Which aphrodisiac foods should you include in your romantic dinner?
If you take a quick look at your calendar, you’ll notice that we are already in the month of Februrary which means that Valentine’s Day is just around the corner. So what are you planning to do for your significant other this year? Some will give flowers or chocolates, others will have a romantic dinner. It would be even more special if you cooked the meal yourself! If you’re running low on ideas of what types of foods you should be preparing on your wooden cutting board for Valentine’s Day, here is a list of aphrodisiac foods that will keep the passion going long after you have both cleaned your plates.
What to serve as entrees:
For centuries, oysters have been known for their aphrodisiac properties. In Ancient Greece, Romans consumed large quantities of oysters because it was believed that they increased the sexual desires of men. In reality, oysters are good aphrodisiacs because of their high content of zinc and protein, supplements that can increase the libido of both men and women. Serve them with chilled champagne to create the perfect romantic entree.
Asparagus were described by Nicholas Culpepper, an English herbalist who lived during the 17th century, as a vegetable that “stirs up lust in man and woman”. People who were engaged in 19th century France were served plenty of asparagus during the dinner that would precede their marriage. Asparagus are high in potassium, fibre, vitamin B6, A, C and folic. Folic acid is especially beneficial if the evening is to become intimate.
What to include in dinner:
Basil and garlic:
If you plan to serve a pasta dish as the main course of your romantic dinner, be sure to chop some fresh basil leaves and garlic on your wood cutting board and include them in your sauce. Basil arouses the senses, thanks to its aroma, and it is also known to have very stimulating effects on the body. However, garlic isn’t pleasantly fragrant like basil, but it is packed with allicin; a chemical that is known to increase blood flow to certain parts of the male anatomy. So you can literally spice things up! .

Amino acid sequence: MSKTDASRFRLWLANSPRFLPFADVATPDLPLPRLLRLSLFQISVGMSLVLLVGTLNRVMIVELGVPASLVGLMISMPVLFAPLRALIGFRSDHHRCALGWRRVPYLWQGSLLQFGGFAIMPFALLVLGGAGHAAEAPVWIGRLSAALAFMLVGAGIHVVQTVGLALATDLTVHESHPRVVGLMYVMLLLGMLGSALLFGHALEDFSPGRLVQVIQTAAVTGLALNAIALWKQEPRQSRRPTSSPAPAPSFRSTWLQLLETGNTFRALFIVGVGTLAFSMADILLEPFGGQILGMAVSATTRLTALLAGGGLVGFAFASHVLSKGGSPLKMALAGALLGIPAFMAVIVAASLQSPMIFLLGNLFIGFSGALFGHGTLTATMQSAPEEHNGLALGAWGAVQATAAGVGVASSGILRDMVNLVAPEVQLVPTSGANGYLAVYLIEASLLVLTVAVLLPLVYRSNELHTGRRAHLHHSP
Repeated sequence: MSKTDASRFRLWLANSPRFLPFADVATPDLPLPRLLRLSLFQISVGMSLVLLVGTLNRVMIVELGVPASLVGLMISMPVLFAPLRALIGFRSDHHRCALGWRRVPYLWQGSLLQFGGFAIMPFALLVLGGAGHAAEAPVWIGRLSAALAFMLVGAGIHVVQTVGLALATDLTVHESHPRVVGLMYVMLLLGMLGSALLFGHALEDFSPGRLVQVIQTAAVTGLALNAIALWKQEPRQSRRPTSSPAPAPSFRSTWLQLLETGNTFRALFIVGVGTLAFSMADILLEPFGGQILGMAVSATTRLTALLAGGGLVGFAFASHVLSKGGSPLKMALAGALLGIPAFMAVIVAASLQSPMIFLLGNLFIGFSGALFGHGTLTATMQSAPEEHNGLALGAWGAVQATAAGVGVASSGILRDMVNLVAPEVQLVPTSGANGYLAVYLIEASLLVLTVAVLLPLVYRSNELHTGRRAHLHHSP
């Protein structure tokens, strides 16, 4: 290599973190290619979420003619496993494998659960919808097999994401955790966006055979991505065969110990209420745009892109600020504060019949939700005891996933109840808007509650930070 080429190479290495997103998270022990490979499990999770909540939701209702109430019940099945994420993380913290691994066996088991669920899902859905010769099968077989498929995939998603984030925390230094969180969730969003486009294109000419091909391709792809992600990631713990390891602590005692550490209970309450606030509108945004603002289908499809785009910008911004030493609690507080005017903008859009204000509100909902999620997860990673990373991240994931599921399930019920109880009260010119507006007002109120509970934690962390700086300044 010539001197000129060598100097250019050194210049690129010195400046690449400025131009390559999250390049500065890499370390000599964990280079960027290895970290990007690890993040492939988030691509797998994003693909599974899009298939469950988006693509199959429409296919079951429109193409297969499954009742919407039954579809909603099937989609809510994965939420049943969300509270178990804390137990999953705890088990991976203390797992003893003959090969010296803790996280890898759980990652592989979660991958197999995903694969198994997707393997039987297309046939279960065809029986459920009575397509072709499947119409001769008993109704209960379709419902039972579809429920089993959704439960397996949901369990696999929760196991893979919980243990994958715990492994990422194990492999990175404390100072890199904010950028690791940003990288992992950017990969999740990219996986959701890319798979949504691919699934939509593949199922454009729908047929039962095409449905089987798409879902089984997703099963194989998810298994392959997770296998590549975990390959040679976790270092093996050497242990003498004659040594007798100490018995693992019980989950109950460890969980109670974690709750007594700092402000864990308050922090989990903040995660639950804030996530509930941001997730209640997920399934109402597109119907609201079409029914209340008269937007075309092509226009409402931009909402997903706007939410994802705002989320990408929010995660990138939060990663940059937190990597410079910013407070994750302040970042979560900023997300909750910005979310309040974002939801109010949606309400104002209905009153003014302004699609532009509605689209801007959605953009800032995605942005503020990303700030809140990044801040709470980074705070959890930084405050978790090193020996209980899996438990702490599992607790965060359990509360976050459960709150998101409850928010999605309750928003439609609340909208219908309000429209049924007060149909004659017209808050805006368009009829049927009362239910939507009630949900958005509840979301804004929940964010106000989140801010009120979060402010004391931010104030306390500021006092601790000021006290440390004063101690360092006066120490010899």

What to serve as dessert:
Aztecs referred to chocolate as the “nourishment of the Gods”. Chocolate contains chemicals, similar to caffeine, that are believed to affect to neurotransmitters in the brain. It also contains the same antioxidants that are found in wine - that’s why it’s always wise to combine the two.
In Egyptian times, honey was the main ingredient in different types of medicine, especially the ones that were used to cure sterility and impotence. In medieval times, lovers drank mead (a drink made from fermented honey) on their equivalent to the Honeymoon because it would “sweeten” the marriage. In truth, honey is a good source of boron, a trace mineral that can help women metabolize estrogen. It can also increase a man’s sex drive because it contains a lot of vitamin B.